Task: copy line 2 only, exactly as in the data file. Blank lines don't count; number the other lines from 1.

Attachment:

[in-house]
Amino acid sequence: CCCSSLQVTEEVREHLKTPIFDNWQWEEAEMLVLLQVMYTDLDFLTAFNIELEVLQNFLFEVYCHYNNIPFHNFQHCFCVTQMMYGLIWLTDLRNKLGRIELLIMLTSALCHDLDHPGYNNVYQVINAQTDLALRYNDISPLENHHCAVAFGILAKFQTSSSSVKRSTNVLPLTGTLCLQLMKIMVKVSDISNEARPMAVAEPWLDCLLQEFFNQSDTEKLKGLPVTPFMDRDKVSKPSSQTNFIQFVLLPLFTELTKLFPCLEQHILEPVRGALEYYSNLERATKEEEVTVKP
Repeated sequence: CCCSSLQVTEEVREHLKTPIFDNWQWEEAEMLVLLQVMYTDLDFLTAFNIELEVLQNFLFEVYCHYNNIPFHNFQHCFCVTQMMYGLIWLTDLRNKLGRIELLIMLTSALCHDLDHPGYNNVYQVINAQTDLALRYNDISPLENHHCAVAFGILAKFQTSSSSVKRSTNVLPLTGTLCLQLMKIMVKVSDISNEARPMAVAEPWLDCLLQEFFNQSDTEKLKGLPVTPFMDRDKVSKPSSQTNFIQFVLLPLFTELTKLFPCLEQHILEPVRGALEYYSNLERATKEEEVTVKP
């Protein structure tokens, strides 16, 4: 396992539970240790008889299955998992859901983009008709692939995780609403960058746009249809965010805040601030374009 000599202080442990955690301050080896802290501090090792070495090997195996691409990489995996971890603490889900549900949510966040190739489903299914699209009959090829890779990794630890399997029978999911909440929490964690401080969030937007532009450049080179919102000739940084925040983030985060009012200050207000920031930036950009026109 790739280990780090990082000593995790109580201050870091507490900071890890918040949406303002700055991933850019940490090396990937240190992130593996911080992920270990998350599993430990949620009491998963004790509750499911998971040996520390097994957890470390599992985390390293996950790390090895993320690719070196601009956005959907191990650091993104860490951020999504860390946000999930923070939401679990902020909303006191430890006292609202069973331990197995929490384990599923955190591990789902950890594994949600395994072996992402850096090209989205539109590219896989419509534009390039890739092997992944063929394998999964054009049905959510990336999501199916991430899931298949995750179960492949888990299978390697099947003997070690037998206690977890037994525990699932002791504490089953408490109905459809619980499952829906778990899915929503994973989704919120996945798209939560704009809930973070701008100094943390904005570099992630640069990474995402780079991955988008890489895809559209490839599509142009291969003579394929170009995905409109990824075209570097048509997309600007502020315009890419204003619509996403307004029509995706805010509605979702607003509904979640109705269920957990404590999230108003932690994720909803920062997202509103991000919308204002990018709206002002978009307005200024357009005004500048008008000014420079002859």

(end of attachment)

Amino acid sequence: CCCSSLQVTEEVREHLKTPIFDNWQWEEAEMLVLLQVMYTDLDFLTAFNIELEVLQNFLFEVYCHYNNIPFHNFQHCFCVTQMMYGLIWLTDLRNKLGRIELLIMLTSALCHDLDHPGYNNVYQVINAQTDLALRYNDISPLENHHCAVAFGILAKFQTSSSSVKRSTNVLPLTGTLCLQLMKIMVKVSDISNEARPMAVAEPWLDCLLQEFFNQSDTEKLKGLPVTPFMDRDKVSKPSSQTNFIQFVLLPLFTELTKLFPCLEQHILEPVRGALEYYSNLERATKEEEVTVKP